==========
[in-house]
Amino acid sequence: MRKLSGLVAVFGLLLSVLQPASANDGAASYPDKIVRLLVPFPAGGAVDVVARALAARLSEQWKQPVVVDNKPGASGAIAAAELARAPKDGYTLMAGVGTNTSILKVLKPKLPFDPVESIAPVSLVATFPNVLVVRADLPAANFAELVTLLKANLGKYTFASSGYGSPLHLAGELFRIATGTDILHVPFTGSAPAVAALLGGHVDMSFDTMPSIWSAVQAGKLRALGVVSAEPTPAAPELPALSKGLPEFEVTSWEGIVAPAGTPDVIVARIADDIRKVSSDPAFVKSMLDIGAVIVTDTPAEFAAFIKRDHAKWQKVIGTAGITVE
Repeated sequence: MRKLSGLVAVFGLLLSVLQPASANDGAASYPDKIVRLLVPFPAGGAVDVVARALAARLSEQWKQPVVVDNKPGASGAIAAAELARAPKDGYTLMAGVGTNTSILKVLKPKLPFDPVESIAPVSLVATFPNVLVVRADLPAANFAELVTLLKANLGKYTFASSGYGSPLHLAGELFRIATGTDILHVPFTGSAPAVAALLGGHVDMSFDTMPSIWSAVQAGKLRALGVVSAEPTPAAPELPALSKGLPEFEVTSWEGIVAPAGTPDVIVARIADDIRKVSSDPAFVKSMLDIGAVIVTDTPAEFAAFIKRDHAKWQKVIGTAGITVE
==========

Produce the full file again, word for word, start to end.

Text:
[in-house]
Amino acid sequence: MRKLSGLVAVFGLLLSVLQPASANDGAASYPDKIVRLLVPFPAGGAVDVVARALAARLSEQWKQPVVVDNKPGASGAIAAAELARAPKDGYTLMAGVGTNTSILKVLKPKLPFDPVESIAPVSLVATFPNVLVVRADLPAANFAELVTLLKANLGKYTFASSGYGSPLHLAGELFRIATGTDILHVPFTGSAPAVAALLGGHVDMSFDTMPSIWSAVQAGKLRALGVVSAEPTPAAPELPALSKGLPEFEVTSWEGIVAPAGTPDVIVARIADDIRKVSSDPAFVKSMLDIGAVIVTDTPAEFAAFIKRDHAKWQKVIGTAGITVE
Repeated sequence: MRKLSGLVAVFGLLLSVLQPASANDGAASYPDKIVRLLVPFPAGGAVDVVARALAARLSEQWKQPVVVDNKPGASGAIAAAELARAPKDGYTLMAGVGTNTSILKVLKPKLPFDPVESIAPVSLVATFPNVLVVRADLPAANFAELVTLLKANLGKYTFASSGYGSPLHLAGELFRIATGTDILHVPFTGSAPAVAALLGGHVDMSFDTMPSIWSAVQAGKLRALGVVSAEPTPAAPELPALSKGLPEFEVTSWEGIVAPAGTPDVIVARIADDIRKVSSDPAFVKSMLDIGAVIVTDTPAEFAAFIKRDHAKWQKVIGTAGITVE